Absolutely. But cooperation had improved until the wall squabble erupted. And by the way: A tariff on Mexican products to pay for the wall means that US consumers foot the bill, not Mexico.
As for that wall, there are long stretches of the border where more fencing and surveillance are required. But the barrier we really need is a wall of sound laws that are firmly enforced. It’s unfair to blame Mexico when our domestic non-enforcement encourages illegal entry.
“Sanctuary cities” do graver damage than shrugged shoulders in Mexico.
We’d do better bargaining hard for NAFTA improvements than by scapegoating Mexico for our feckless immigration policies. And our corporate-tax codes drive out more jobs than free trade.
Mexico may always frustrate us, but we’re at least equally frustrating to Mexico. And nobody’s going to tow us away from each other.
So we have a choice: We can grow stronger, safer and richer together, or we can squabble and undercut each other, hurting both economies and wasting energies we should reserve for mortal threats and outright enemies.
The other guy’s story matters.
Ralph Peters is a retired United States Army lieutenant colonel, author, and media commentator.
Despite today’s outrage over President Donald Trump’s refugee executive order, many liberals in 1975 were part of a chorus of big name Democrats who refused to accept any Vietnamese refugees when millions were trying to escape South Vietnam as it fell to the communists.
They even opposed orphans.
The group, led by California’s Gov. Jerry Brown, included such liberal luminaries as Delaware’s Democratic Sen. Joe Biden, former presidential “peace candidate” George McGovern, and New York Congresswoman Elizabeth Holtzman.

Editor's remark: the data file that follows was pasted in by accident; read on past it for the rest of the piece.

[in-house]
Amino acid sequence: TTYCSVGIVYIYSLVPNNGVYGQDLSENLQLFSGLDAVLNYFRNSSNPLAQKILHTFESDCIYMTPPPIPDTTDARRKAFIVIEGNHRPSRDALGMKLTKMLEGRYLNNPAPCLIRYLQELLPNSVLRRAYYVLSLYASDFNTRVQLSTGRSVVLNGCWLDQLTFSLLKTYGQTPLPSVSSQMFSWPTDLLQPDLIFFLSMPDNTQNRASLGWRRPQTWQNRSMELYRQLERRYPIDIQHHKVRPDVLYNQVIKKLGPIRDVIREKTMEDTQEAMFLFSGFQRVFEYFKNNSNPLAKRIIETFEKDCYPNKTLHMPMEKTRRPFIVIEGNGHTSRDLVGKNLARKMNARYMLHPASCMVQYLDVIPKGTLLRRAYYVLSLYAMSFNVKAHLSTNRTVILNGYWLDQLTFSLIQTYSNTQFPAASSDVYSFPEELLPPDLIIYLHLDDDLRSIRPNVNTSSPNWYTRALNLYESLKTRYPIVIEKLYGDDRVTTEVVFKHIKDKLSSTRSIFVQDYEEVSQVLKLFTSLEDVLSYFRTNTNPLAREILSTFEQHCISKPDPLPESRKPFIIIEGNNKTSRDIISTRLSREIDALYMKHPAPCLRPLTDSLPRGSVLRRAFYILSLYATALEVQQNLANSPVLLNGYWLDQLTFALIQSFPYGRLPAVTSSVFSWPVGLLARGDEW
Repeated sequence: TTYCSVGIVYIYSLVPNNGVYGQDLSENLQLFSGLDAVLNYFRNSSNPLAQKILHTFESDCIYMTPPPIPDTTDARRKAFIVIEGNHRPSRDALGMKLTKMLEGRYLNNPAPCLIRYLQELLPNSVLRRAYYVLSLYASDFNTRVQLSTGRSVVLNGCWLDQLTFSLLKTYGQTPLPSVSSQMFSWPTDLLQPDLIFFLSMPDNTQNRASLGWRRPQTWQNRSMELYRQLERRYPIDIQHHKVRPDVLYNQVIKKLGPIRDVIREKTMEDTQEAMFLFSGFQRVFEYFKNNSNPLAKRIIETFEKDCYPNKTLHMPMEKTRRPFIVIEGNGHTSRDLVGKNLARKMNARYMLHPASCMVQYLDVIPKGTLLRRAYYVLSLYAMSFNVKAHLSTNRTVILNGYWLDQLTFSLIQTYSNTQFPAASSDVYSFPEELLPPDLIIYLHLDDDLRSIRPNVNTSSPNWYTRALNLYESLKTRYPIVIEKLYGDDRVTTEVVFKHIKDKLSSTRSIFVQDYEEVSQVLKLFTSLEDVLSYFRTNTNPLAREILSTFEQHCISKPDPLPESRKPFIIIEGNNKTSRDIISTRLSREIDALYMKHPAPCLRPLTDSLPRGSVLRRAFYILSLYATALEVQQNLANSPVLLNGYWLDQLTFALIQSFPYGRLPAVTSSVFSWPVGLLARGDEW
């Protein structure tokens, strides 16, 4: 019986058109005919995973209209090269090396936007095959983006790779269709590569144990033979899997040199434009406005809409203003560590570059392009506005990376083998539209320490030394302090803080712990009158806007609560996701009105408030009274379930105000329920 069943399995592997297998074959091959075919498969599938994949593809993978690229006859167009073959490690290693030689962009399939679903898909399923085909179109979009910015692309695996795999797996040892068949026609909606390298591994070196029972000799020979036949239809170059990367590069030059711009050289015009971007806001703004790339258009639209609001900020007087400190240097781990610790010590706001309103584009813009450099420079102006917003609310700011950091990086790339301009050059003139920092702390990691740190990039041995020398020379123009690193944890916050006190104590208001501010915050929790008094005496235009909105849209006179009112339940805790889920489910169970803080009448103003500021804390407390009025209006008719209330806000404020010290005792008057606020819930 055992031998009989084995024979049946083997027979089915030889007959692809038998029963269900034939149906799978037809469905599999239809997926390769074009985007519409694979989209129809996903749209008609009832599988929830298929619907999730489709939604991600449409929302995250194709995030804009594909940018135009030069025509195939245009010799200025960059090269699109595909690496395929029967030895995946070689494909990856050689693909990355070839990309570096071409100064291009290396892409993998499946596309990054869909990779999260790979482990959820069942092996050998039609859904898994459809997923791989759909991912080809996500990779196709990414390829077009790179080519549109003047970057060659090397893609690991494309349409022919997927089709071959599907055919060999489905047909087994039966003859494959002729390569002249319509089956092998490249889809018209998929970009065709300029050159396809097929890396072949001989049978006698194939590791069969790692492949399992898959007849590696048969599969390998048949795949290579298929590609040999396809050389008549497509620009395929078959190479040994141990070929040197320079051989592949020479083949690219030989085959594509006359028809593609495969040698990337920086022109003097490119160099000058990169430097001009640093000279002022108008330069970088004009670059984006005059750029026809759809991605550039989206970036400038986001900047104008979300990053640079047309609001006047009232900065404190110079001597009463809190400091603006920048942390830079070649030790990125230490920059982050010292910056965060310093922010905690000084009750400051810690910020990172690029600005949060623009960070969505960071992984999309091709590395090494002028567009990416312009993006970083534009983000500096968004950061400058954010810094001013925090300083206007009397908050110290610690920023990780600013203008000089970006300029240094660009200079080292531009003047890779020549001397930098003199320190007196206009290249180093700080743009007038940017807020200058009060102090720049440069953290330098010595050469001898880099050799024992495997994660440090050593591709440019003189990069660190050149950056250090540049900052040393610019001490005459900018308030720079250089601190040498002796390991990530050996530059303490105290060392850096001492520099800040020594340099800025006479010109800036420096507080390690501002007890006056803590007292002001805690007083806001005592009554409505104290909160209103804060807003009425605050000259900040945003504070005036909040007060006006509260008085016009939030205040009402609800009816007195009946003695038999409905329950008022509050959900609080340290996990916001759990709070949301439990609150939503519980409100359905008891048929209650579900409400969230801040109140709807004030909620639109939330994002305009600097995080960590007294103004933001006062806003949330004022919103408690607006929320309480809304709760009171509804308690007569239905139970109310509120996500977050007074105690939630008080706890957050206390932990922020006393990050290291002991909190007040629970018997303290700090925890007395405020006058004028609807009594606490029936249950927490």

The Los Angeles Times reported Brown even attempted to prevent planes carrying Vietnamese refugees from landing at Travis Air Force Base outside San Francisco. About 500 people were arriving each day and eventually 131,000 arrived in the United States between 1975 and 1977.
These people arrived despite protests from liberal Democrats. In 2015, the Los Angeles Times recounted Brown’s ugly attitude, reporting, “Brown has his own checkered history of demagoguery about refugees.”
Back in 1975, millions of South Vietnamese who worked for or supported the U.S. found themselves trapped behind the lines when the communists took over the country. Vietnamese emigre Tung Vu, writing in Northwest Asian Weekly, recalled the hardships the Vietnamese faced in 1975 as they tried to escape the communists.
“After the fall of Saigon, many Vietnamese chose to leave by any means possible, often in small boats. Those who managed to escape pirates, typhoons, and starvation sought safety and a new life in refugee camps,” Tung wrote.
Ironically, Republicans led by former President Gerald Ford were the political figures who fought for the refugees to enter the United States.
Julia Taft, who in 1975 headed up Ford’s Inter-agency Task Force on Indochinese refugee resettlement, told author Larry Engelmann in his book, “Tears Before the Rain: An Oral History of the Fall of South Vietnam,” “The new governor of California, Jerry Brown, was very concerned about refugees settling in his state.”
National Public Radio host Debbie Elliott retraced Brown’s refusal to accept any refugees in a January 2007 interview with Taft. According to a transcript, which was aired on its flagship program, “All Things Considered,” Taft said, “our biggest problem came from California due to Brown.” She called his rejection of Vietnamese refugees “a moral blow.”